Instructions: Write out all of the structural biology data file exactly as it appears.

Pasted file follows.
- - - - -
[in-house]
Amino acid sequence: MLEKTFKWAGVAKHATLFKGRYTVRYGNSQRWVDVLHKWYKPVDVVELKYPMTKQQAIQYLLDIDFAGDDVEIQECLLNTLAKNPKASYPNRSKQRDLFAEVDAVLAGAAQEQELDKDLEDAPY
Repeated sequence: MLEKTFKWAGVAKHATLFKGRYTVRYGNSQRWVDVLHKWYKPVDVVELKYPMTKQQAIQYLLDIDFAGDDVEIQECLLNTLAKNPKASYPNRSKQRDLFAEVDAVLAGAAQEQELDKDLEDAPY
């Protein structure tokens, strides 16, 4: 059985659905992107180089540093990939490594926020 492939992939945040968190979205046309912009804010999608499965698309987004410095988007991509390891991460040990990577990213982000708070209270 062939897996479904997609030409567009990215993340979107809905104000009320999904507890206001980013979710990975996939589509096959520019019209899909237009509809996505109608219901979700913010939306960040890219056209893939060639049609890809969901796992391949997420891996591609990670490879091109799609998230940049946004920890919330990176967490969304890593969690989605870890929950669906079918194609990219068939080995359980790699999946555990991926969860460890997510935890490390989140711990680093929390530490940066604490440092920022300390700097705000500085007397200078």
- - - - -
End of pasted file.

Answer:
[in-house]
Amino acid sequence: MLEKTFKWAGVAKHATLFKGRYTVRYGNSQRWVDVLHKWYKPVDVVELKYPMTKQQAIQYLLDIDFAGDDVEIQECLLNTLAKNPKASYPNRSKQRDLFAEVDAVLAGAAQEQELDKDLEDAPY
Repeated sequence: MLEKTFKWAGVAKHATLFKGRYTVRYGNSQRWVDVLHKWYKPVDVVELKYPMTKQQAIQYLLDIDFAGDDVEIQECLLNTLAKNPKASYPNRSKQRDLFAEVDAVLAGAAQEQELDKDLEDAPY
């Protein structure tokens, strides 16, 4: 059985659905992107180089540093990939490594926020 492939992939945040968190979205046309912009804010999608499965698309987004410095988007991509390891991460040990990577990213982000708070209270 062939897996479904997609030409567009990215993340979107809905104000009320999904507890206001980013979710990975996939589509096959520019019209899909237009509809996505109608219901979700913010939306960040890219056209893939060639049609890809969901796992391949997420891996591609990670490879091109799609998230940049946004920890919330990176967490969304890593969690989605870890929950669906079918194609990219068939080995359980790699999946555990991926969860460890997510935890490390989140711990680093929390530490940066604490440092920022300390700097705000500085007397200078």